Running an engine at 7:1 compression ratio on E85 leaves a lot of power potential unused. Which is what happens on a big turbo engine before the turbo spools up. A big turbo engine needs that room, because once it gets up to full pressure, it should be operating near the octane limit of the fuel. A small turbo engine doesn't need as much room, so you don't have to sacrifice as much at the low RPM, and can run a 10:1 CR engine. Leaving the CR at 7:1 does leave a lot of room for big power.

Disabling the bypass in your Harrop supercharger will give you smoother power delivery and make the most of the E85 fuel. Running the engine CR at 7:1 wouldn't be effective as the supercharger can't build enough pressure to utilize the extra headroom. A turbo can, but with the tradeoff of turbo lag. Top fuel superchargers (around 6.5:1 CR) also work, but frequent seal replacement is not practical for most people.

I am focused on the head volume in the combustion chamber, as it determines the amount of compressed air and fuel available for ignition by the spark plug. Whether it's stage 1 or stage 2 that brings the 70cc to optimal pressure doesn't matter, as long as the engine can achieve 70cc of pressurized air and fuel. This can deliver more power than 50cc. If the engine can't achieve 70cc of pressurized air, then a smaller combustion chamber would be more effective.

I hope my comments didn't discourage you. I enjoy learning from others and your build has inspired me. Although mine is currently stock, I am gathering parts for a performance build and hope to gain more knowledge on engine building soon.
 
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Desert Sasqwatch

Goblin Guru
Wow, this discussion has been enlightening for those of us who are not well versed with turbocharged engines. Both sides of it are definitely something that seem to have a more specific application than the other - track manners versus street manners. The GM philosophy for a stock LNF is directed towards street manners - low compression/high boost - for obvious reasons. On the other hand, a little higher compression ratio and a little lower boost would be more friendly to the breathing capability of a K04 (if not jumping up to a bigger turbo). Looks like finding the sweet spot between the compression and boost is where we all want to be, if not building a Goblin just for track time. Great info!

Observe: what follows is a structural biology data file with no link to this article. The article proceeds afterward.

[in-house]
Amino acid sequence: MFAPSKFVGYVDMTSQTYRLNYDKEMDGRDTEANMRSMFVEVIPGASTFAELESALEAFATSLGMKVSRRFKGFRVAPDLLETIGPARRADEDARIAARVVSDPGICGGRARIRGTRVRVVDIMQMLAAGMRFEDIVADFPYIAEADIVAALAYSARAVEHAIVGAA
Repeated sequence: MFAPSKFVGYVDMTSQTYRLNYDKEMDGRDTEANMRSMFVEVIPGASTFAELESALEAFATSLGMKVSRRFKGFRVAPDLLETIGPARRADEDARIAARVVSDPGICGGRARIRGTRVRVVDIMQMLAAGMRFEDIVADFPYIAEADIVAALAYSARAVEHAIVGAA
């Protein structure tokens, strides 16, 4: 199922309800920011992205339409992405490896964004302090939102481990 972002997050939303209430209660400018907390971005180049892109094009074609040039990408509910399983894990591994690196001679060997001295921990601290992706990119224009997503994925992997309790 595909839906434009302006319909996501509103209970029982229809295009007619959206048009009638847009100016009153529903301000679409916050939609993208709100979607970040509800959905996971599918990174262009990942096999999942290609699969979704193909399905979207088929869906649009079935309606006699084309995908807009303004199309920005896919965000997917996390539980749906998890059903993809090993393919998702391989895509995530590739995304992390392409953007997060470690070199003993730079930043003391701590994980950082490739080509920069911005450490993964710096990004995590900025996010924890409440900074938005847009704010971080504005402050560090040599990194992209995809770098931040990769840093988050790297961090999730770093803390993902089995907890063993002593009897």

Tinkles

Well-Known Member
I feel like this conversation has derailed quite a bit.

Disabling the bypass valve on my Harrop would kill the drivablity and destroy my engine. It's job is to provide an outlet for the extra airflow when it isn't needed. If it is inoperable it will either not build any boost(which is the most common when the valve fails) or make all the boost it possibly can all the time.

Running the engine CR at 7:1 wouldn't be effective as the supercharger can't build enough pressure to utilize the extra headroom. A turbo can, but with the tradeoff of turbo lag. Top fuel superchargers (around 6.5:1 CR) also work, but frequent seal replacement is not practical for most people.
This makes me feel like you need to dive deeper into supercharging theory. It sounds like you do not believe that superchargers are not capable of producing the same psi of boost that turbos can. PSI is just a measurement of resistance. The CC or CFM is the important number. Efficiency differs too much between engine and turbos/superchargers to make psi a useful number.

I am getting a bit discouraged. Your understanding is 95% there, but I cannot think of another way to make it click that lower compression does not make more power. With boost and even with some wicked N/A setups when you are supercharging the cylinders(i.e. 1000cc of air into a 500cc cylinder) that extra 20cc means nothing in terms of volume. The 1000cc will fit in both. That 1000cc is were the potential power is. The only difference is that the smaller head volume will compress the 1000cc of air into a higher pressure that will push the piston back down with more force once ignited. It uses the 1000cc of air more efficiently and the increased efficiency is what creates more power.

The GM philosophy for a stock LNF is directed towards street manners - low compression/high boost - for obvious reasons. On the other hand, a little higher compression ratio and a little lower boost would be more friendly to the breathing capability of a K04 (if not jumping up to a bigger turbo). Looks like finding the sweet spot between the compression and boost is where we all want to be, if not building a Goblin just for track time. Great info!
Eh, it is more along the lines of making a reliable engine that can run safely on a range of different grade fuels. Some regions of the US do not have 93 octane and others have 94. Up north we have different fuel blends for winter and summer. You really need a source of fuel where the grade and quality is consistent in order to use an engine to it's full potential all the time.

My cousin and I got into the high/low compression debate awhile ago. I am a fan of efficiency. I want to make as much power as I can with the lowest boost pressure I can while still running my 2.6" pulley on my Harrop. He just wants to make 700hp and is perfectly fine having to run his turbo at a higher pressure.